Researchers at the Department of Digital Humanities have contributed chapters to a new book on Digital (In)justice in the Smart City on Toronto University Press.
Güneş Tavmen wrote a chapter on “Cybernetic Urbanism: Tracing the Development of the Responsibilized Subject and Self-Organizing Communities in Smart Cities”.
Jonathan Gray co-wrote a piece with Noortje Marres on “Articulating Urban Collectives with Data”.
Here is an excerpt from the book blurb:
In the contemporary moment, smart cities have become the dominant paradigm for urban planning and administration, which involves weaving the urban fabric with digital technologies. Recently, however, the promises of smart cities have been gradually supplanted by recognition of their inherent inequalities, and scholars are increasingly working to envision alternative smart cities.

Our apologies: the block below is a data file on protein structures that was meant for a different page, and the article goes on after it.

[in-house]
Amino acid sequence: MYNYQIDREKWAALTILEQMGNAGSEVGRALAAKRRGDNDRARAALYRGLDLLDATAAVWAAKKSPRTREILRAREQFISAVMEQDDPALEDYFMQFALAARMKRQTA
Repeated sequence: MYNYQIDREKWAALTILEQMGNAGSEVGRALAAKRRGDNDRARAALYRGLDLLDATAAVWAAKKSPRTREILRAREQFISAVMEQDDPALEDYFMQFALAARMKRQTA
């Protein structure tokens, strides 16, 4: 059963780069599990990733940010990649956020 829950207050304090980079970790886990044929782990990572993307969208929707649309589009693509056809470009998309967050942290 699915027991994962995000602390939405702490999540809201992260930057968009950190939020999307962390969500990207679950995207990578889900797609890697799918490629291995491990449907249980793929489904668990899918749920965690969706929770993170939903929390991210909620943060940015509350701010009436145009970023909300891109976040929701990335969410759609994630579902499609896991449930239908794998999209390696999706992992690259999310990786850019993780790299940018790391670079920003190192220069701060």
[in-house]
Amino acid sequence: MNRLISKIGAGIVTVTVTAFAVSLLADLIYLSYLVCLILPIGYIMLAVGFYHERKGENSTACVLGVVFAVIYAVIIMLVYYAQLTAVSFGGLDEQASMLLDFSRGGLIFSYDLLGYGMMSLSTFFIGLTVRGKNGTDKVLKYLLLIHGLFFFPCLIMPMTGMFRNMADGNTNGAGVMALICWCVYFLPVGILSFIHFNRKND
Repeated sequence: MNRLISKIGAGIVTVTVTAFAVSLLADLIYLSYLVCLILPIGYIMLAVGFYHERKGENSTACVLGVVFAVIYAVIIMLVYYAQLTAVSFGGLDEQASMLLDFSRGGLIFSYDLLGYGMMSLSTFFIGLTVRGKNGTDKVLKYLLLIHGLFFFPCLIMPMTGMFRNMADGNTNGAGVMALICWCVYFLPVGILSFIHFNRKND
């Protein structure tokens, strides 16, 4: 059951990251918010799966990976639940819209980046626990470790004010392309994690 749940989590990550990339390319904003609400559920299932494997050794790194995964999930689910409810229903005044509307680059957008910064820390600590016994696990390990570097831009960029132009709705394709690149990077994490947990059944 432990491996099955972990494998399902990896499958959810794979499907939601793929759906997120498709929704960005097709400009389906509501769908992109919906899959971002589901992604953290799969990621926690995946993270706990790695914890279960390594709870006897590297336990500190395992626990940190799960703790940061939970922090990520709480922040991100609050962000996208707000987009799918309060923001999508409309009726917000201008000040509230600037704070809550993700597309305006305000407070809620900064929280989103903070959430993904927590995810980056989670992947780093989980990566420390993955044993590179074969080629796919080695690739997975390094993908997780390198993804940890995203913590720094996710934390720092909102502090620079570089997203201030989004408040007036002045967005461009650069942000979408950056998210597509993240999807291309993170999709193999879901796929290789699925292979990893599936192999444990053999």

Informed by these pressing challenges, Digital (In)Justice in the Smart City foregrounds discussions of how we should think of and work towards urban digital justice in the smart city. It provides a deep exploration of the sources of injustice that percolate throughout a range of sociotechnical assemblages, and it questions whether working towards more just, sustainable, liveable, and egalitarian cities requires that we look beyond the limitations of “smartness” altogether. The book grapples with how geographies impact smart city visions and roll-outs, on the one hand, and how (unjust) geographies are produced in smart pursuits, on the other. Ultimately, Digital (In)Justice in the Smart City envisions alternative cities – smart or merely digital – and outlines the sorts of roles that the commons, utopia, and the law might take on in our conceptions and realizations of better cities.